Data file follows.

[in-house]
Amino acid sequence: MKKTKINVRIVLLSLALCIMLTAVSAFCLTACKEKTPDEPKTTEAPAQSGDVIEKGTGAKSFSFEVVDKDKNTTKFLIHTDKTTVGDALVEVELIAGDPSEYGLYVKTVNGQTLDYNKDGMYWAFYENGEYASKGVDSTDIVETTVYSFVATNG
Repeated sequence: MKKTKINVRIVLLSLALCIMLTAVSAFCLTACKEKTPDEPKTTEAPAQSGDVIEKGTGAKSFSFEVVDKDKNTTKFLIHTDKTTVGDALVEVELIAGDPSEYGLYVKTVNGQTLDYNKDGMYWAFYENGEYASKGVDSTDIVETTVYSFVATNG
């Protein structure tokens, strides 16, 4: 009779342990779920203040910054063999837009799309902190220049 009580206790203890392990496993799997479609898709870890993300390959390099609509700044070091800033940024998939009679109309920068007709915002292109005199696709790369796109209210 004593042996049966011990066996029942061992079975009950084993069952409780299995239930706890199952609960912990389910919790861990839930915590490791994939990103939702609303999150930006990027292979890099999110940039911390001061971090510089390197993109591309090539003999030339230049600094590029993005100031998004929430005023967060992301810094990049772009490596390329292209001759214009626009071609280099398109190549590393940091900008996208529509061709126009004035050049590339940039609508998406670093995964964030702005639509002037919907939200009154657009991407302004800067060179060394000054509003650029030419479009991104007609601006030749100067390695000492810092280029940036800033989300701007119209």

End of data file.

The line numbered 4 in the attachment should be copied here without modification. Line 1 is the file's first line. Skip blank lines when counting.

């Protein structure tokens, strides 16, 4: 009779342990779920203040910054063999837009799309902190220049 009580206790203890392990496993799997479609898709870890993300390959390099609509700044070091800033940024998939009679109309920068007709915002292109005199696709790369796109209210 004593042996049966011990066996029942061992079975009950084993069952409780299995239930706890199952609960912990389910919790861990839930915590490791994939990103939702609303999150930006990027292979890099999110940039911390001061971090510089390197993109591309090539003999030339230049600094590029993005100031998004929430005023967060992301810094990049772009490596390329292209001759214009626009071609280099398109190549590393940091900008996208529509061709126009004035050049590339940039609508998406670093995964964030702005639509002037919907939200009154657009991407302004800067060179060394000054509003650029030419479009991104007609601006030749100067390695000492810092280029940036800033989300701007119209």